There are newer employer reviews for J.P. Morgan

Chase is a good place to work

  • Comp & Benefits
  • Work/Life Balance
  • Senior Management
  • Career Opportunities
Former Employee - Marketing Senior Manager in Wilmington, DE
Former Employee - Marketing Senior Manager in Wilmington, DE

I worked at J.P. Morgan

Pros

Chase hires very talented and dedicated people. There is a high level strategic and innovative thinking. This is balanced by operational teams focused on executing projects. The managers care about their direct reports and it is relatively easy to develop friendships with other employees. Most senior managers a willing to mentor junior employees and there several employee support groups.

Cons

Chase is a large company and at times it is very bureaucratic. It's focus for the past few years has been on efficiency and reducing costs. As a result, the processes to prioritize initiatives. It is difficult to prototype or pilot concepts because manual processes are view unfavorably and IT systems are designed to handle the smallest of corner use cases.

Advice to ManagementAdvice

Prioritize the most important issues and accept the fact that experiences and processes need to eveolve over time, rather than try to launch new initiatives perfectly.

Recommends
Approves of CEO
reviews filtered by
  • Any Location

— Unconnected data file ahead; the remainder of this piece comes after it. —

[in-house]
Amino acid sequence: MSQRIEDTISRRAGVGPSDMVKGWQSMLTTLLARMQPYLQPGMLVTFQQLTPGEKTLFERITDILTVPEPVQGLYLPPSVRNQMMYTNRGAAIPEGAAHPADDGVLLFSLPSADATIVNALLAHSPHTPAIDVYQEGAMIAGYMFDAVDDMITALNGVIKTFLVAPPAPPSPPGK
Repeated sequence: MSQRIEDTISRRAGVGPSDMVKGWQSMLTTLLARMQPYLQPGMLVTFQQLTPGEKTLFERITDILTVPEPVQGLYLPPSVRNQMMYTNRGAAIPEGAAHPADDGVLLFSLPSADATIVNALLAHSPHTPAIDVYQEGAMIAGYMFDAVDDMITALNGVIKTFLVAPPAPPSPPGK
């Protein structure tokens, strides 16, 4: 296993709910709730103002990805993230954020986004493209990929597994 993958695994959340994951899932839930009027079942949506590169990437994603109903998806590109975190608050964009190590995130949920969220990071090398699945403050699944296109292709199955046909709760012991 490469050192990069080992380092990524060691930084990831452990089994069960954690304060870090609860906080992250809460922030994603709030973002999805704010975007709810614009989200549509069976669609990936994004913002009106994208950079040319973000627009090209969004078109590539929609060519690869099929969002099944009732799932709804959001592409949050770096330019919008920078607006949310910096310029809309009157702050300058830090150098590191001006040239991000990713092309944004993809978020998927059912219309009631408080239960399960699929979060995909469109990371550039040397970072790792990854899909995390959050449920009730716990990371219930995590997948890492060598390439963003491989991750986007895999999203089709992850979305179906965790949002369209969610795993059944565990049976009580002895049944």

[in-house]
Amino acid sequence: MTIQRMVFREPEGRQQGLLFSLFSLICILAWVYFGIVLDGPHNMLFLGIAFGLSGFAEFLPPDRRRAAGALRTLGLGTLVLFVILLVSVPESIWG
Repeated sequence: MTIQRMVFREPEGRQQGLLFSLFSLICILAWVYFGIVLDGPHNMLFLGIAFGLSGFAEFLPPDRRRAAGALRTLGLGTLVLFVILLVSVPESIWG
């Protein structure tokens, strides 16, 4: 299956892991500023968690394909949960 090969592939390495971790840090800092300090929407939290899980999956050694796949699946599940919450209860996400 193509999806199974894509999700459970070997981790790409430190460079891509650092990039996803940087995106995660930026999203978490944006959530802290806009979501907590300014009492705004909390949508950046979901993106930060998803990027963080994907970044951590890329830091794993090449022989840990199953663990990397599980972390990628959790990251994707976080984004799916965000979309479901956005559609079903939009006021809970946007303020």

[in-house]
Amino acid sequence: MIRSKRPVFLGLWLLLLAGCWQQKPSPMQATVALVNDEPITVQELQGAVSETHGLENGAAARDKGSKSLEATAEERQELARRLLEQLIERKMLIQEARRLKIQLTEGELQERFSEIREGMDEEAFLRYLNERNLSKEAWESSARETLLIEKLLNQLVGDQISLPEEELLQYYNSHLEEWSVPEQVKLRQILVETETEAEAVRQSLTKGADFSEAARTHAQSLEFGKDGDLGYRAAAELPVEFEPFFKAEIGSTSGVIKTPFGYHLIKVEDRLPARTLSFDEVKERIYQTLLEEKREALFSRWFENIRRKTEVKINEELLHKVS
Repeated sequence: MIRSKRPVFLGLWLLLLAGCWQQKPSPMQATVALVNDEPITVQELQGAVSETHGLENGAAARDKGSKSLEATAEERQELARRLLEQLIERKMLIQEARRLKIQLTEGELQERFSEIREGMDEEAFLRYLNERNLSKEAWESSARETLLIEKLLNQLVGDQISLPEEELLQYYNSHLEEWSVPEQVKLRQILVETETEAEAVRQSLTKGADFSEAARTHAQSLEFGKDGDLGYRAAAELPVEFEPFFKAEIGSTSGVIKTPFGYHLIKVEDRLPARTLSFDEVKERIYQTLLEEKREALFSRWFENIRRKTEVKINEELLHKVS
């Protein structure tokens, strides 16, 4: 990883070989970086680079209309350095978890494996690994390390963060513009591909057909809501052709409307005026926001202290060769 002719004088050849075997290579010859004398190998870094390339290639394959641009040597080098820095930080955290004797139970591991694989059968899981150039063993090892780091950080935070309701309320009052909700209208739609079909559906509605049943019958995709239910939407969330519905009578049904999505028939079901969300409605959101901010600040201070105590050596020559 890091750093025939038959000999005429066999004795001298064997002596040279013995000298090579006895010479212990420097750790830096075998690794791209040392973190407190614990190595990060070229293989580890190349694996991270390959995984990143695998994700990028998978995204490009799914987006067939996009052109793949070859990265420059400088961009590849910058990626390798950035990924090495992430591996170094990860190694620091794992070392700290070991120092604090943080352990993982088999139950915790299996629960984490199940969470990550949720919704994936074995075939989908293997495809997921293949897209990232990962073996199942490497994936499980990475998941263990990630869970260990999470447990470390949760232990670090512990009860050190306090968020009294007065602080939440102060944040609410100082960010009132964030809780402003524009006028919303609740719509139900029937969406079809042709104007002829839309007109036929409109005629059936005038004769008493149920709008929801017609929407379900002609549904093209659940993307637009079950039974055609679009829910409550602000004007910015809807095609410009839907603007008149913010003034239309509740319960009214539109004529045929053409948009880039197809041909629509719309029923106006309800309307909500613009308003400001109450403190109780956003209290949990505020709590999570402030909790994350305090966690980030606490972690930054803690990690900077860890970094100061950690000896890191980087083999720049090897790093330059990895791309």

• Any Job Title
  1. 4 people found this helpful

    How to make JPMorgan a better company

    • Comp & Benefits
    • Work/Life Balance
    • Senior Management
    • Career Opportunities
    Current Employee - Vice President in New York, NY
    Current Employee - Vice President in New York, NY

    I have been working at J.P. Morgan

    Pros

    Great company. Jamie Dimon is outstanding.

    Cons

    Technology should be much better for a market leading company. Many internal processes (and systems) and straight out of the 80's. We have thousands of people punching keyboards all day on tasks that should be automated.

    Some policies are just wrong - See below.

    Waste, waste, waste - See below.

    Advice to ManagementAdvice

    I’d like to start by saying that I’ve been with the company for many years and am a very loyal employee who genuinely cares about the firm. It is a great organization and I believe we have the best CEO on the street. I’m using this forum in the hope that senior JPMorgan colleagues read it and maybe take note of some of the points. I would not be able to do this via an internal route as it could be seen as bad for my career, even though they are all points aimed at helping the firm.

    People:

    Hiring – We often hire people from outside the firm and bring them in on higher salaries and grades than people who are currently doing the same job who have been with the company over many years. If you work with someone for several years then you know their strengths etc, but hiring someone based on a one hour interview is a big risk. Very often the people who have given their heart and soul to JPMorgan and who are very good at their job are left demotivated and disillusioned. I’ve seen many colleagues leave the firm or department in these situations. The new hire has not always performed well. The importance of years of systems knowledge, experience in a role, internal networking, dedication etc. is often underestimated.

    Quality of staff – JPMorgan has some really great people, however we also have many poor performers. When someone is bad at their job and we want to replace them, it is nearly impossible to do this. Instead of seeking the very best people, we end up with departments full of people who are just not that good, and they will be there for years. This causes so much damage to the firm.